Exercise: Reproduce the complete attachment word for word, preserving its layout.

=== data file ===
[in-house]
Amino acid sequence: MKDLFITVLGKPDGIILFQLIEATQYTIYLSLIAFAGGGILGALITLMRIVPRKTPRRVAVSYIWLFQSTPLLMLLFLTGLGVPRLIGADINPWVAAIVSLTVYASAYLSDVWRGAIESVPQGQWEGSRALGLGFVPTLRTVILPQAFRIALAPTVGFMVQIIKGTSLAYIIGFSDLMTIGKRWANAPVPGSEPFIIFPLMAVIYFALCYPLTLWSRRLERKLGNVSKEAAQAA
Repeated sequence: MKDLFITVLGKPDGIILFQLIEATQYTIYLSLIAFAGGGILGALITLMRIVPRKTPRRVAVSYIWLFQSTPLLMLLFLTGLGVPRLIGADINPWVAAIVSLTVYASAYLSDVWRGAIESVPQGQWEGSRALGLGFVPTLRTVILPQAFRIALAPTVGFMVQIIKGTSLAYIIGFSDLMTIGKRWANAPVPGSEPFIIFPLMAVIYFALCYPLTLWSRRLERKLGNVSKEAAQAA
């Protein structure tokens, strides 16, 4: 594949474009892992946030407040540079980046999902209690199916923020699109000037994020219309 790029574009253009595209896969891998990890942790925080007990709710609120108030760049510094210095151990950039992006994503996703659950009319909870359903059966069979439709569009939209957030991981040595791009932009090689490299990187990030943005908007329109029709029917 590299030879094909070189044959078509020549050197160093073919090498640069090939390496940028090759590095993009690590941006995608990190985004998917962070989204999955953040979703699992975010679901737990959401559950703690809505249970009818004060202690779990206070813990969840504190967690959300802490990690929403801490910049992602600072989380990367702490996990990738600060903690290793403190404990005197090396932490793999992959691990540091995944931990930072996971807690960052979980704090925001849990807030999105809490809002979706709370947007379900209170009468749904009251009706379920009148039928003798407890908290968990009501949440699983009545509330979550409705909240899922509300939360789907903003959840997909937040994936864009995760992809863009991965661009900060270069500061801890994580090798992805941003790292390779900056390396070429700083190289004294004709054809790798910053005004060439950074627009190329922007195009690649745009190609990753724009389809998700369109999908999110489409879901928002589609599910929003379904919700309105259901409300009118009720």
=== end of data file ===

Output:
[in-house]
Amino acid sequence: MKDLFITVLGKPDGIILFQLIEATQYTIYLSLIAFAGGGILGALITLMRIVPRKTPRRVAVSYIWLFQSTPLLMLLFLTGLGVPRLIGADINPWVAAIVSLTVYASAYLSDVWRGAIESVPQGQWEGSRALGLGFVPTLRTVILPQAFRIALAPTVGFMVQIIKGTSLAYIIGFSDLMTIGKRWANAPVPGSEPFIIFPLMAVIYFALCYPLTLWSRRLERKLGNVSKEAAQAA
Repeated sequence: MKDLFITVLGKPDGIILFQLIEATQYTIYLSLIAFAGGGILGALITLMRIVPRKTPRRVAVSYIWLFQSTPLLMLLFLTGLGVPRLIGADINPWVAAIVSLTVYASAYLSDVWRGAIESVPQGQWEGSRALGLGFVPTLRTVILPQAFRIALAPTVGFMVQIIKGTSLAYIIGFSDLMTIGKRWANAPVPGSEPFIIFPLMAVIYFALCYPLTLWSRRLERKLGNVSKEAAQAA
């Protein structure tokens, strides 16, 4: 594949474009892992946030407040540079980046999902209690199916923020699109000037994020219309 790029574009253009595209896969891998990890942790925080007990709710609120108030760049510094210095151990950039992006994503996703659950009319909870359903059966069979439709569009939209957030991981040595791009932009090689490299990187990030943005908007329109029709029917 590299030879094909070189044959078509020549050197160093073919090498640069090939390496940028090759590095993009690590941006995608990190985004998917962070989204999955953040979703699992975010679901737990959401559950703690809505249970009818004060202690779990206070813990969840504190967690959300802490990690929403801490910049992602600072989380990367702490996990990738600060903690290793403190404990005197090396932490793999992959691990540091995944931990930072996971807690960052979980704090925001849990807030999105809490809002979706709370947007379900209170009468749904009251009706379920009148039928003798407890908290968990009501949440699983009545509330979550409705909240899922509300939360789907903003959840997909937040994936864009995760992809863009991965661009900060270069500061801890994580090798992805941003790292390779900056390396070429700083190289004294004709054809790798910053005004060439950074627009190329922007195009690649745009190609990753724009389809998700369109999908999110489409879901928002589609599910929003379904919700309105259901409300009118009720």